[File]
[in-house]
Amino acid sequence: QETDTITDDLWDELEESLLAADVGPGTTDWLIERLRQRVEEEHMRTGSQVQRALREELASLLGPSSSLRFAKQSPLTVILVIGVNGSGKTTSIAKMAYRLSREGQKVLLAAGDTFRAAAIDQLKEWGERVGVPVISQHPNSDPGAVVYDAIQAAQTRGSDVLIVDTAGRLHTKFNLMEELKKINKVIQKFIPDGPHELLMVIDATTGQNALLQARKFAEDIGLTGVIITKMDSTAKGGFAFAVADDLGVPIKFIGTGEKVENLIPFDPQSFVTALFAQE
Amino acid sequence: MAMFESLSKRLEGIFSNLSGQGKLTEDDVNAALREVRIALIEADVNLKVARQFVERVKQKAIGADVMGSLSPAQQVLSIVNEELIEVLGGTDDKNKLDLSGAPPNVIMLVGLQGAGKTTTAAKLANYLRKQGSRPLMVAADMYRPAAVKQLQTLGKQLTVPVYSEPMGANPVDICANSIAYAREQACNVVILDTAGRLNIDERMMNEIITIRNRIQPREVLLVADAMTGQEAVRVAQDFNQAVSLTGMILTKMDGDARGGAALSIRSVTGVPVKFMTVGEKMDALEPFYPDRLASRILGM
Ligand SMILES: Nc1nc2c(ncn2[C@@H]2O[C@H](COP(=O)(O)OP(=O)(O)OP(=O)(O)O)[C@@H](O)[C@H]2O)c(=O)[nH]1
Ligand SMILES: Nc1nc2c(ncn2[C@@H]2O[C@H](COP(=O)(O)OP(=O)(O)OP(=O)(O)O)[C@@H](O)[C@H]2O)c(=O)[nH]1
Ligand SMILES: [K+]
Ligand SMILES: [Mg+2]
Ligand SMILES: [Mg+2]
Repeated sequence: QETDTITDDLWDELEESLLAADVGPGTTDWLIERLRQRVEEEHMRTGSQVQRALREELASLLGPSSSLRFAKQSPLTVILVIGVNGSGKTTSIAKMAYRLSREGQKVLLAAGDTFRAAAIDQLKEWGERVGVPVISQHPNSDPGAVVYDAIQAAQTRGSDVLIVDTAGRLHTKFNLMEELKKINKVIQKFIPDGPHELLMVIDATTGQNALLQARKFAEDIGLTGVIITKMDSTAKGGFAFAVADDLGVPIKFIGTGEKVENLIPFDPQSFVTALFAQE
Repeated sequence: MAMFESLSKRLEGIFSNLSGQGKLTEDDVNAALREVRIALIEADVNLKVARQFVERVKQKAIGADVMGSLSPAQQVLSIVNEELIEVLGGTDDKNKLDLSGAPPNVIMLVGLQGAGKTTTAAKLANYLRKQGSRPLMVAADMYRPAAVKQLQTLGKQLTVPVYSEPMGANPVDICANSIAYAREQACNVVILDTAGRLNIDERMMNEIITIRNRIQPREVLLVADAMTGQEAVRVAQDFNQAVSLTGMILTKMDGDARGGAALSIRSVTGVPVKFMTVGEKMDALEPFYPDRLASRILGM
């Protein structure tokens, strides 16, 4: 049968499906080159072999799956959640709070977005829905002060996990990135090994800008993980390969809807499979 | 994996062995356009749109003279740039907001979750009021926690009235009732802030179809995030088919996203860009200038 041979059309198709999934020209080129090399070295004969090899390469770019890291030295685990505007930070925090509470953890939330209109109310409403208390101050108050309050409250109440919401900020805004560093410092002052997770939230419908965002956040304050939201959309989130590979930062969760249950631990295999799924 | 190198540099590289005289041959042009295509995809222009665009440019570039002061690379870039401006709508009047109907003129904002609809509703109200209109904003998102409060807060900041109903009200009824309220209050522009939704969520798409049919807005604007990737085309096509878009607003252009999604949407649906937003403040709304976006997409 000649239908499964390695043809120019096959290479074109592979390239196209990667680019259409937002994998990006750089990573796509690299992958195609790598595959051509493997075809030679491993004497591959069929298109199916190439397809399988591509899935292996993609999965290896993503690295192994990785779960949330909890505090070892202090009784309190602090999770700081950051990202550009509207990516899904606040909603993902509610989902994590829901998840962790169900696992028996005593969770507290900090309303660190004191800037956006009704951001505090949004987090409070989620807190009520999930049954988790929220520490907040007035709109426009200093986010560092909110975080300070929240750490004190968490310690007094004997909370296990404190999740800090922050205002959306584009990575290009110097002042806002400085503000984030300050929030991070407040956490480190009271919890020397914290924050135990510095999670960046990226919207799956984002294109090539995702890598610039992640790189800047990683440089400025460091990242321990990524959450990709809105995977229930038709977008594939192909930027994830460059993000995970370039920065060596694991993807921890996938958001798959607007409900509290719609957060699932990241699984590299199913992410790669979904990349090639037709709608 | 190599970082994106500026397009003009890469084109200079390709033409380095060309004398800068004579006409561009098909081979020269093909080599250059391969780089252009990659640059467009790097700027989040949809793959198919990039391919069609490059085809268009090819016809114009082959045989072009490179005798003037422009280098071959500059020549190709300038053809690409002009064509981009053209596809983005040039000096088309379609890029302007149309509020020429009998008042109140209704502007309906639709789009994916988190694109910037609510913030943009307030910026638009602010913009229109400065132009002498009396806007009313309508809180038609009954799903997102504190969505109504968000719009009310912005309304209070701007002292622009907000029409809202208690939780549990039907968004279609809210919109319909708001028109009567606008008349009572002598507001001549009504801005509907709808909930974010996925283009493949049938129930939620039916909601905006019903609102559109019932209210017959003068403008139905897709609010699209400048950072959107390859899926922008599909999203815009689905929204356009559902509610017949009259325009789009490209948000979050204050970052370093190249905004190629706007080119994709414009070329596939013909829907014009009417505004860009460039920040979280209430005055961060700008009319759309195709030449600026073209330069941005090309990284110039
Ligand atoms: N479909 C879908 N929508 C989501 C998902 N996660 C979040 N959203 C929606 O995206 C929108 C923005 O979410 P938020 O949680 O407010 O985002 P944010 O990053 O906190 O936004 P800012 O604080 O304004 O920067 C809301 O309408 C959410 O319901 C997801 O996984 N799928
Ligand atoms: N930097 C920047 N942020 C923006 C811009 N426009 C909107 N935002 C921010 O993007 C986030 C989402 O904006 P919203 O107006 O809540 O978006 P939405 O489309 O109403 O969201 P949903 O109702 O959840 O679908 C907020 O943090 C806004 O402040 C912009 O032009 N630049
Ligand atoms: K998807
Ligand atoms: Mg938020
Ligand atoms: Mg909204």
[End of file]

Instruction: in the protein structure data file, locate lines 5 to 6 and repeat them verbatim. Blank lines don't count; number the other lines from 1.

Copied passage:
Ligand SMILES: Nc1nc2c(ncn2[C@@H]2O[C@H](COP(=O)(O)OP(=O)(O)OP(=O)(O)O)[C@@H](O)[C@H]2O)c(=O)[nH]1
Ligand SMILES: [K+]